Jackie Loeb: Things I Can\'t Talk About

Note: This review is from 2007

Review by Steve Bennett

Jackie Loeb straddles the worlds of stand-up and cabaret, with her spiky, embittered banter providing an abrasive edge you don’t expect from your average torch singer.

But from a comedy point of view, that same patter isn’t offering much new. The uppity persona is appealing, but she doesn’t capitalise on it for anything more than cheap gags.

The premise of Things I Can’t Talk About is… well, take a wild guess. Supposedly taboo subjects such as religion, homosexuality, war, politics, swearing and drugs are all on the agenda. But far from being off limits, that’s pretty much the checklist of 90 per cent of comics when it comes to writing material.

Sure, Loeb may have found herself in corporate gigs, playing cruise liners or performing at octogenarian birthday parties when she’s been advised to steer clear of these topics, but that’s surely only a matter of horses for courses. Loeb’s stock gag for this situation, which she does three or four times this hour, is to explain the constraints imposed on her, then sing a song touching all those bases.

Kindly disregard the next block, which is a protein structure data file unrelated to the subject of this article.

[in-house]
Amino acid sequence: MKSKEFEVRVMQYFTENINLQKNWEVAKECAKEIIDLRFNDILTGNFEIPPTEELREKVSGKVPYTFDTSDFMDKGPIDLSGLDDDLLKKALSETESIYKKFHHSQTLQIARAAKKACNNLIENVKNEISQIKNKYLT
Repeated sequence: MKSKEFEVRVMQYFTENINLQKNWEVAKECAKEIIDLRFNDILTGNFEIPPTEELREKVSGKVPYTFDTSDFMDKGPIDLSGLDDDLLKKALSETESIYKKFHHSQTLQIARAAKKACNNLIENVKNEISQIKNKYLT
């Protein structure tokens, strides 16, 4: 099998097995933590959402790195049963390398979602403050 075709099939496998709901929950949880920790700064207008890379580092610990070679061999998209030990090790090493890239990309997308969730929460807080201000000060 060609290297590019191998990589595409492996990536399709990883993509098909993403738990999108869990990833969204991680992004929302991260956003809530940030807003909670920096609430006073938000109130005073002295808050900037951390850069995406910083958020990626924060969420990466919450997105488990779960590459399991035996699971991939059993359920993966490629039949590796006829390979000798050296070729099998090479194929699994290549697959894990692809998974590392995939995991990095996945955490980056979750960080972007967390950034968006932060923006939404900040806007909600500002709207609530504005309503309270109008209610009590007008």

Fifteen years in the business, she knows how to banter, and a polite festival audience hold no fears for her – so it’s with a forceful, direct delivery she chunters through the material.

She has a good voice on her, too, not only demonstrating a fine range in her own compositions, but accurately impersonating everyone from Cher to Anastacia in her catalogue of parody songs. And you don’t want to see what this out-of-shape 35-year-old does to mimic the hip-wriggling Shakira – she really doesn’t have the stomach for it. And neither does the audience.

Throwing dignity to the wind is all part of her appealing no-nonsense stance, but even that, and her considerable performance ability, is too often let down by stand-up material that doesn’t rise above the pedestrian.

Reviewed by: Steve Bennett
Melbourne, April 2007

Review date: 8 Apr 2007
Reviewed by: Steve Bennett

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